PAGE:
Al Jennings, Oklahoma Bad Boy

Al Jennings

Oklahoma train robber Al Jennings has become the model for outlaw incompetence in the Old West. He did however, manage to provide some comic-relief to lawmen. His less-than sensational career has been called the shortest and funniest on record.

During his illustrious career Al Jennings was a cowboy, lawyer, train robber, jailbird, evangelist, politician, author and movie star.

On his first attempt to rob a train, Al stood on the tracks and aimed his pistol at the engine as it came racing towards him barely escaping by jumping out of the way at the last minute.

His take on the second one was a bunch of bananas and a jug of whiskey.

On December 6th, 1897, after just 109 days on the prod, Al and his brother were captured single-handed by U.S. Marshal, Bud Ledbetter.

He was sentenced to life in prison but managed to get a pardon from President Teddy Roosevelt after five years.

He went on the lecture circuit during which, he sold a highly embellished story of his life as a daring train robber to a national magazine. His “life story” was turned into a movie. Al went on to act and serve as technical advisor for several shoot-em-ups out in Hollywood. He told so many tall tales about being a great train robber that he eventually began to believe them himself.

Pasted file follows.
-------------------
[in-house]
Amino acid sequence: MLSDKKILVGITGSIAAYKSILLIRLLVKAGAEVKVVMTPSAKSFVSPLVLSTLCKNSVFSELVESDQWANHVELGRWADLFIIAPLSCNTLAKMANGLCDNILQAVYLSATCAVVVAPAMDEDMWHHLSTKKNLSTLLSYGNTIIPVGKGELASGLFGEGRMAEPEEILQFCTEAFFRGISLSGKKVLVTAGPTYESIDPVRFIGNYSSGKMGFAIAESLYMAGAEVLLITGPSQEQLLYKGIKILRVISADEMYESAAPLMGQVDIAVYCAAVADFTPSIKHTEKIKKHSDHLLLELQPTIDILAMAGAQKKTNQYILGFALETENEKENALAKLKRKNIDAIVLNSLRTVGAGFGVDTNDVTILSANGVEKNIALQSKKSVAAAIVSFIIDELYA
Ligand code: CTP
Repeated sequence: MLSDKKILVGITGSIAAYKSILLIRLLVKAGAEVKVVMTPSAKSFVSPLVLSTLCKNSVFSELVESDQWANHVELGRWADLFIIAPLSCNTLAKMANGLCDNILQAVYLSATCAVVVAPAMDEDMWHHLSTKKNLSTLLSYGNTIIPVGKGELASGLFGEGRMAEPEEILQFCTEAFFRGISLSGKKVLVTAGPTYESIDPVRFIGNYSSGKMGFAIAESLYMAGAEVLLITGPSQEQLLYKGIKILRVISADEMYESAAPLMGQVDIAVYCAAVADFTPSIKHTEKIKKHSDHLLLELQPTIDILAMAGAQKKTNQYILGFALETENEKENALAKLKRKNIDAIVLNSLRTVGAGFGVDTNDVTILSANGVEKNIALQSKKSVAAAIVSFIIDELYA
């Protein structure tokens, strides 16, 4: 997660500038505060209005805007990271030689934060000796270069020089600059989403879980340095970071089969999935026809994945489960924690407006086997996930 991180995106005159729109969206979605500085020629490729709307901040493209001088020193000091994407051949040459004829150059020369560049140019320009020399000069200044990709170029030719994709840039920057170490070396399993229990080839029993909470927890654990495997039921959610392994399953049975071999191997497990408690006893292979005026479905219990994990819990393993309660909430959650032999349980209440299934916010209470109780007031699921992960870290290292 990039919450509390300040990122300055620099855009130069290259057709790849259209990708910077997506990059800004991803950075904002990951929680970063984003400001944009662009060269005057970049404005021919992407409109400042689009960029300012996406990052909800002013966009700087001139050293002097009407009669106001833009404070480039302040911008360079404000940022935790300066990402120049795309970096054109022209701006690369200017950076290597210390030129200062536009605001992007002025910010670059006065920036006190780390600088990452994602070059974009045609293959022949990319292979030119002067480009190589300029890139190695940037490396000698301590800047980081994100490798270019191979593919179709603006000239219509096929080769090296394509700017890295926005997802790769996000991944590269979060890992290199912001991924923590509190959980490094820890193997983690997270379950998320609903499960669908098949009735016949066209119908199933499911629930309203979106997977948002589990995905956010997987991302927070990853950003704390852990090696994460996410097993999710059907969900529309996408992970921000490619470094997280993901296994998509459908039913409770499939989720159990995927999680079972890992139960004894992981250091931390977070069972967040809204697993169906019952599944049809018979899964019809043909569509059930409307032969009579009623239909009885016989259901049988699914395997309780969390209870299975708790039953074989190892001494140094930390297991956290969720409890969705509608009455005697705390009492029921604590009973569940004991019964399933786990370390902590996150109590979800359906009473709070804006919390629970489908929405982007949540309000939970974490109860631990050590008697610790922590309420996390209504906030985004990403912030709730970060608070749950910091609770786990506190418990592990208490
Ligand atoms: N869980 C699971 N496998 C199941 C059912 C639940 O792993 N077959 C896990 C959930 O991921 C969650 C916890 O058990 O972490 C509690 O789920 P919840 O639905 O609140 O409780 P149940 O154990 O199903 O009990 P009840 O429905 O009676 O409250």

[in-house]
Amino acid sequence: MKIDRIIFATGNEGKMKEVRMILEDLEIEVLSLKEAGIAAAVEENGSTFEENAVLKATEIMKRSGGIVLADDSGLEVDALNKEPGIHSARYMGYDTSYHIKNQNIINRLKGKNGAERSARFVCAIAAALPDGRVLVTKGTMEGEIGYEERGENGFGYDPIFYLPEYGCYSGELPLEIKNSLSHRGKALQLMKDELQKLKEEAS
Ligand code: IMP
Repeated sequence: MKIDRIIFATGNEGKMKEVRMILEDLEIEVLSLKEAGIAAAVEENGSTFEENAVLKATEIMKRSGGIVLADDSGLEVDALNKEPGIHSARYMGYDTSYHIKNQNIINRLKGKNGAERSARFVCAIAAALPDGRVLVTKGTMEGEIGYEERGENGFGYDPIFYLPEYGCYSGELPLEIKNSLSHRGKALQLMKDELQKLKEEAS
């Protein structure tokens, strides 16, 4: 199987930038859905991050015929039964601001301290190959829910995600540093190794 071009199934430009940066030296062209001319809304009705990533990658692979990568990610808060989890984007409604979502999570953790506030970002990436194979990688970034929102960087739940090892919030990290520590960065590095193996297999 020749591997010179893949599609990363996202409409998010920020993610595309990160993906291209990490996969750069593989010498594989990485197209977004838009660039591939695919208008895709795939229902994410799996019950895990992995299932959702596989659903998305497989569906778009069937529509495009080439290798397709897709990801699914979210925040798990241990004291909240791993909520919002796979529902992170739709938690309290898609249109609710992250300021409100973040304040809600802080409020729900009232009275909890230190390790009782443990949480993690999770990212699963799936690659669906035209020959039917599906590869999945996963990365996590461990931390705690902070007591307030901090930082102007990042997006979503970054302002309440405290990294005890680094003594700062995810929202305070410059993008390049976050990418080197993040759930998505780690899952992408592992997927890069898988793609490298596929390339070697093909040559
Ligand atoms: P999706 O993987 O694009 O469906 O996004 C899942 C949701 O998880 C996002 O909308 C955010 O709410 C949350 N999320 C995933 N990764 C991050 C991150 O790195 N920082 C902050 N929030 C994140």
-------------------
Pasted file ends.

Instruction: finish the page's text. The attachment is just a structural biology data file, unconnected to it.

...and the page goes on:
Al stood only 5’1” with his boots on but the only thing tall about him were his tales. His wife Maude, whom insisted on calling “the little woman,” towered over him by several inches, something that made him look even shorter.

Al was at his best when yarnspinning. One time he referred to himself the “fastest gun on the range,” and claimed to have beaten Jesse James in a shooting match. Al’s math was as bad as his train robbing as Jesse was already dead at the time Al said the match took place.

He eventually went to California where he became an advisor for western movies. Al eventually bought himself a chicken ranch where he had his only gunfights. The first one he accidently shot a neighbor in the elbow while cleaning a loaded pistol. The other was when he shot at chicken thief, missed and killed his prize rooster.

In 1945 Al sued the producers of “The Lone Ranger” radio show for defamation of character after an episode had the masked man shoot a pistol out his hand. He maintained that even in the world of make believe, nobody was good enough to shoot the gun out the hand of the great gunslinger Al Jennings. The jury was amused but Al lost that one too.

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